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Pul. hypertension

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Pulmonary hypertension






Further reading


Systolic pressure > 35 mmHg }
Diastolic > 15 } at rest
Mean > 25 }

Mean > 35 during exercise


Causes can be grouped into active, passive and reactive (active superimposed on passive). "Passive" pulmonary hypertension is due to post-pulmonary capillary elevation and is therefore associated with a high PCWP. "Active" is due to the constriction or obstruction of capillary and precapillary vessels resulting in increased resistance to flow. "Reactive": pulmonary hypertension initially passive but the upstream pulmonary vasculature responds to chronic passive congestion by developing an active-superimposed-on-passive component


- mitral valve disease
- congenital cardiac disease (eg cor triatriatum)
- congenital pulmonary vein stenosis
- acquired obstruction of major pulmonary veins
- left atrial myxoma or thrombus


- pulmonary embolus
- schistosomiasis
- primary pulmonary hypertension
- Eisenmenger syndrome
- disorders of ventilation

  • due to vasoconstriction of pulmonary bed:
  • high altitude pulmonary hypertension (residence > 3000 m)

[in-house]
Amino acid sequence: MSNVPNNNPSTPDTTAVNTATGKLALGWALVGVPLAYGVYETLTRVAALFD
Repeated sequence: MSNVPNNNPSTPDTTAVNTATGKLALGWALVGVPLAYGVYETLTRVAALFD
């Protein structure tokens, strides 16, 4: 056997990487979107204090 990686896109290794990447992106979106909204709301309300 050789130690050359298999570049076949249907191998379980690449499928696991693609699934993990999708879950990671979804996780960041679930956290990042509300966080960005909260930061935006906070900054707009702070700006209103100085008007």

• primary central hypoventilation
  • sleep-apnoea syndrome
  • obesity-hypoventilation syndrome
  • polio
  • myasthenia gravis
  • COAD (main determinants are acidaemia and hypoxia)
  • cystic fibrosis

NB most potent and clinically important vasoconstrictive stimulus is alveolar hypoxia

  • due to anatomic restriction of capillary bed:
  • sarcoidosis
  • systemic sclerosis
  • cryptogenic fibrosing alveolitis
  • ARDS
  • extensive lung resection
  • extensive fibrothorax
  • due to both:
  • kyphoscoliosis
  • chronic fibrotic TB

- collagen-vascular disease
- sickle haemaglobinopathies
- portal hypertension
- drugs and herbal remedies
- diffuse pulmonary amyloidosis
- pulmonary vasculitis


- mitral valve disease
- pulmonary capillary haemangiomatosis
- toxic oil syndrome due to rapeseed oil ingestion


Cardiac compensatory mechanisms

  • to maintain cardiac output RV can compensate acutely, subacutely and chronically
  • acute: increased sympathetic activity increases HR and contractility
  • subacute: RV dilates due to inability of chamber to empty completely. According to Laplace’s law this results in increased afterload (T=P x R/(2 x wall thickness)). However preload also increases and thus cardiac output increases according to Starling’s law. ie RV ejection increases at expense of increased end-diastolic pressure and increased risk of RV "failure"
  • chronic: gradual rise in RVEDP leads to RVH
  • in critically ill there is some evidence that extreme RV volume overload can be partially responsible for LV failure


Features of underlying disease

  • exertional dyspnoea (without orthopnoea or PND)
  • exertional substernal chest pain
  • fatigue
  • exertional or post-exertional syncope
  • symptoms often masked by those of underlying disease